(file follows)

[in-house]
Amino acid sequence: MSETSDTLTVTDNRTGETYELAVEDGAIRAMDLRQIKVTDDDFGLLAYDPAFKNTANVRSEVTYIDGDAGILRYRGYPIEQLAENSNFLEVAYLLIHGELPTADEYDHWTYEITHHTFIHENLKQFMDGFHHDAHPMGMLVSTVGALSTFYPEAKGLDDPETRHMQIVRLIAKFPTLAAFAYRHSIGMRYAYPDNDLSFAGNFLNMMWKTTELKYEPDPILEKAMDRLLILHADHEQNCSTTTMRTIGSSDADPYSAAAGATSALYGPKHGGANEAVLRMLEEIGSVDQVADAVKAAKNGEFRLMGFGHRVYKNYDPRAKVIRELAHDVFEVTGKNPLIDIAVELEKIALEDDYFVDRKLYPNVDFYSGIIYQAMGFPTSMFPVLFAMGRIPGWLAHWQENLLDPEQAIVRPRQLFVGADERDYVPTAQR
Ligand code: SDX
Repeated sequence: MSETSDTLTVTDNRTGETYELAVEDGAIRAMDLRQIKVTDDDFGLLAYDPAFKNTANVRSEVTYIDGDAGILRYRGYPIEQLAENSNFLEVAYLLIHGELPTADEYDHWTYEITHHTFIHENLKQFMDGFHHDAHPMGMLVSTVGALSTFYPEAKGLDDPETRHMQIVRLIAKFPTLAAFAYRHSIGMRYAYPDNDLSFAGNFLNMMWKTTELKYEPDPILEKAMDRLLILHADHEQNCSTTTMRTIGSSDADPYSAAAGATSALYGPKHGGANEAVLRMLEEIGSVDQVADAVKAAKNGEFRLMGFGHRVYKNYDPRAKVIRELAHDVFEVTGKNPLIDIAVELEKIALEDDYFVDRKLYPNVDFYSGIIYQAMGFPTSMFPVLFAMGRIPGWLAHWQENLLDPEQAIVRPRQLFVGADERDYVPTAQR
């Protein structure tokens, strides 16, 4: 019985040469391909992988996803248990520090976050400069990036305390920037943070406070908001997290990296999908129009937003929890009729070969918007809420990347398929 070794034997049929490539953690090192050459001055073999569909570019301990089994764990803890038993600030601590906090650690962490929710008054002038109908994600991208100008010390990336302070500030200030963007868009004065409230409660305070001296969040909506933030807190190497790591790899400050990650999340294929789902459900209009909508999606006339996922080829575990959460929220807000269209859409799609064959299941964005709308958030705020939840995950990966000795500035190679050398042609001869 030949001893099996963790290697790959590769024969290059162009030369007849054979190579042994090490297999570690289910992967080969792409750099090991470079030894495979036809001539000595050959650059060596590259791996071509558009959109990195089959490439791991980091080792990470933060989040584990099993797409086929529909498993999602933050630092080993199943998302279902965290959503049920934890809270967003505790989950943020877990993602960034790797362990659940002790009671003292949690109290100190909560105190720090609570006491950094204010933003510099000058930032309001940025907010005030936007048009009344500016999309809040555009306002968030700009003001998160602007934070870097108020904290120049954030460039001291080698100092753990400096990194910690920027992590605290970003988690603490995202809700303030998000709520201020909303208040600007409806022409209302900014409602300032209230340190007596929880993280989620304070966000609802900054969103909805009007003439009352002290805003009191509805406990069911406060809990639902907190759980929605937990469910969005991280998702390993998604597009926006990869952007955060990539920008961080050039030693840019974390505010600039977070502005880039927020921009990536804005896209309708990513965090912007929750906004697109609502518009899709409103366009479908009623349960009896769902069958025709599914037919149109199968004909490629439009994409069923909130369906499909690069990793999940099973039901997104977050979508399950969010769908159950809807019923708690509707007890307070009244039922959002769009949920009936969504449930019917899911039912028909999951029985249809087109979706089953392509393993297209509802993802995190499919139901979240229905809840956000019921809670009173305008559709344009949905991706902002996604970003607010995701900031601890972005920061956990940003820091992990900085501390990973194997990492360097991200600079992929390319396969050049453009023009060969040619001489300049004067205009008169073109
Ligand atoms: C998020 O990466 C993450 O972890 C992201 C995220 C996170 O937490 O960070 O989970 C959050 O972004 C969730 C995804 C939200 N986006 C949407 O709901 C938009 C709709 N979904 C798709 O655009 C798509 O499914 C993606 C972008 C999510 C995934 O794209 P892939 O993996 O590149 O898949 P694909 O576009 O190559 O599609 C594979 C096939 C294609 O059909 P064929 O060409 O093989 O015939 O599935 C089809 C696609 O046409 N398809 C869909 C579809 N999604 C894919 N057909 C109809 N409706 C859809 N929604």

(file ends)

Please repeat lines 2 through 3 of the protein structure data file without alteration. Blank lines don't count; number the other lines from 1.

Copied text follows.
Amino acid sequence: MSETSDTLTVTDNRTGETYELAVEDGAIRAMDLRQIKVTDDDFGLLAYDPAFKNTANVRSEVTYIDGDAGILRYRGYPIEQLAENSNFLEVAYLLIHGELPTADEYDHWTYEITHHTFIHENLKQFMDGFHHDAHPMGMLVSTVGALSTFYPEAKGLDDPETRHMQIVRLIAKFPTLAAFAYRHSIGMRYAYPDNDLSFAGNFLNMMWKTTELKYEPDPILEKAMDRLLILHADHEQNCSTTTMRTIGSSDADPYSAAAGATSALYGPKHGGANEAVLRMLEEIGSVDQVADAVKAAKNGEFRLMGFGHRVYKNYDPRAKVIRELAHDVFEVTGKNPLIDIAVELEKIALEDDYFVDRKLYPNVDFYSGIIYQAMGFPTSMFPVLFAMGRIPGWLAHWQENLLDPEQAIVRPRQLFVGADERDYVPTAQR
Ligand code: SDX